Autonomous cars = The sound of silence? Not quite…
Electric autonomous cars are coming, and they will be missing two things that we have come to expect from cars: noise and drivers. Right? Not quite.
While the drivers will be noticeable by their absence, the noise will not be completely gone. Mikael Ljung Aust, senior technical leader for collision avoidance functions at the Volvo Cars Safety Centre, has revealed that – for safety reasons – autonomous cars will not be completely silent.
Ljung Aust is one of Volvo Cars’ most prominent safety researchers and specialises in applying behavioural science research into crash avoidance. In the past 20 years, he has published or co-published more than 30 scientific papers on subjects such as driver distraction, collision warning and avoidance systems, as well as the potential safety impact of self-driving technology.
In order for electric autonomous cars to be safe, they will need to communicate clearly with fellow road users and Ljung Aust said sound will play an essential role – because it is easily understood by most people. “A key ingredient in designing communication is to be able to reach everyone, and sound is very good for that,” he pointed out.
So, exactly what sounds will cars of the future make? Forget about any “vroom vroom”. Slowing down and speeding up will involve a ticking sound. “You will need to show that the car is intending to slow down well before the car actually has to slow down to stop in a particular place. So, slowing down sounds very intuitive. If you have a rhythm that slows down, that goes tickticktick, tick, tick, tick… tick… tick… tick… people universally interpret this as slowing down and vice versa. If you are accelerating, if you play that sequence backwards and you go tick… tick… tick… tick, tick, tick, tickticktick, then you have acceleration,” explained Ljung Aust.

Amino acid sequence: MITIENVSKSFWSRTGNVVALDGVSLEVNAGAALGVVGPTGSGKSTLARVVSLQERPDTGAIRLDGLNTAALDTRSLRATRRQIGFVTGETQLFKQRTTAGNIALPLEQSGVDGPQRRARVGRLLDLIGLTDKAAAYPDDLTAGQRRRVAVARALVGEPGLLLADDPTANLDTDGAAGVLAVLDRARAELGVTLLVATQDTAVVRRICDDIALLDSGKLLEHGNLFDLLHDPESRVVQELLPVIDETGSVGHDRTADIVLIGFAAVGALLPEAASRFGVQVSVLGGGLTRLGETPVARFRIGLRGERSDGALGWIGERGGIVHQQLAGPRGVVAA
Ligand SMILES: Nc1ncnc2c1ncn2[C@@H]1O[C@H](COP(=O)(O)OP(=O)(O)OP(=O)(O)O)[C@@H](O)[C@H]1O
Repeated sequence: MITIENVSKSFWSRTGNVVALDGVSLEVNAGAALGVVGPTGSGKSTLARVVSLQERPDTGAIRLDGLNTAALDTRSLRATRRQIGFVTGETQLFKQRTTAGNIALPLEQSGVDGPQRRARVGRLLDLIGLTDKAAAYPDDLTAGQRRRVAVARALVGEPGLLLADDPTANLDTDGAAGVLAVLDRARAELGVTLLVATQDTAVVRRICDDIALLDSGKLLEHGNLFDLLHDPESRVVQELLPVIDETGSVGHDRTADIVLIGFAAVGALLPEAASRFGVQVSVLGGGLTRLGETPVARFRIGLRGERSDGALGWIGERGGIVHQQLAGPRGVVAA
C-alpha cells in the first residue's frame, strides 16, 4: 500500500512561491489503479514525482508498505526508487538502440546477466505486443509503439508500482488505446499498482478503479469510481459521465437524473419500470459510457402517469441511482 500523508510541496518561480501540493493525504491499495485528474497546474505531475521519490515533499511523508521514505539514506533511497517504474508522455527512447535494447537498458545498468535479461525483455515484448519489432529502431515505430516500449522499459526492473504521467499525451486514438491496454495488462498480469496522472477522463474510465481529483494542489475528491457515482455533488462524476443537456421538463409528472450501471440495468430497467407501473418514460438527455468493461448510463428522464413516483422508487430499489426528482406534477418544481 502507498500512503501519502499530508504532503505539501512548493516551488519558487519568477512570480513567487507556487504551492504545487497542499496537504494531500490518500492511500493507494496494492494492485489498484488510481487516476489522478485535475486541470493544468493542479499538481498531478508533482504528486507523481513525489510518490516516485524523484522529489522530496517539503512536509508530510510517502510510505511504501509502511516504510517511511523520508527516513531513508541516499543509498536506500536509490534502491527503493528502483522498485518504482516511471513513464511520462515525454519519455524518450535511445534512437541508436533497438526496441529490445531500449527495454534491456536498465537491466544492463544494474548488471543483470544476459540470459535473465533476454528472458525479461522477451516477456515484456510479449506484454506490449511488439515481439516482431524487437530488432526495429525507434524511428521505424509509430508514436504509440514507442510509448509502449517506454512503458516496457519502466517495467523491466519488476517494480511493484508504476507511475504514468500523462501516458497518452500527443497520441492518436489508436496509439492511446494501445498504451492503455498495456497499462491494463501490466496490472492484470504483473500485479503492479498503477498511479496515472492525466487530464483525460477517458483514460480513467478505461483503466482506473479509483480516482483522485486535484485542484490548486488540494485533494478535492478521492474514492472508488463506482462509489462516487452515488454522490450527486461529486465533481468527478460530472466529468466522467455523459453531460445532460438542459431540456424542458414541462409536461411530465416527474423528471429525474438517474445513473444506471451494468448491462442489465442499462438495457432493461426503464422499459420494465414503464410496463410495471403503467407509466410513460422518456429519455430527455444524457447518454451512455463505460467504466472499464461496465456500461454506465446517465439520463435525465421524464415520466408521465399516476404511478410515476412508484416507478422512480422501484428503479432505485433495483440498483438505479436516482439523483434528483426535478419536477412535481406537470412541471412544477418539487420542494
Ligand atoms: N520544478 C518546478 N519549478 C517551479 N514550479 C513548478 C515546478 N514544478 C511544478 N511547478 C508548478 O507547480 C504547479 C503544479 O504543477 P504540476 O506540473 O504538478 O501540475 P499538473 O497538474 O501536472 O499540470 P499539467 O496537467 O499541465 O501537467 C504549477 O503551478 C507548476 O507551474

Some sounds will hardly be heard. “If you are deep into your pod on whatever you are listening to, then maybe you are going to be stepping out in front of the car anyway, even though you did not mean to. In that particular case, we are designing a warning sound that targets that pedestrian with a sound beam. With the technology we are planning to use, it is going to be inaudible to everyone but the pedestrian. You use something called ultrasonics and you play them at different frequencies, and when they hit each other and when they hit the person, they modulate down into a hearable frequency range. It is really cool tech,” he enthused.
But possibly the coolest sound that an autonomous car will make has been coined the “breathing whale” – and it will be welcomed by a pedestrian who wants to cross at a pedestrian crossing (but is not sure that the car will actually stop). It is formulated around a low-frequency sound and a slow pulse. “It oscillates very, very slowly, which indicates that you are standing still. The car just stands there, breathing very slowly, and you feel it is safe to cross,” explained Ljung Aust.
There you have it: from ticking to slow breathing… The cars of the future will not quite be silent.
Be sure to watch this video.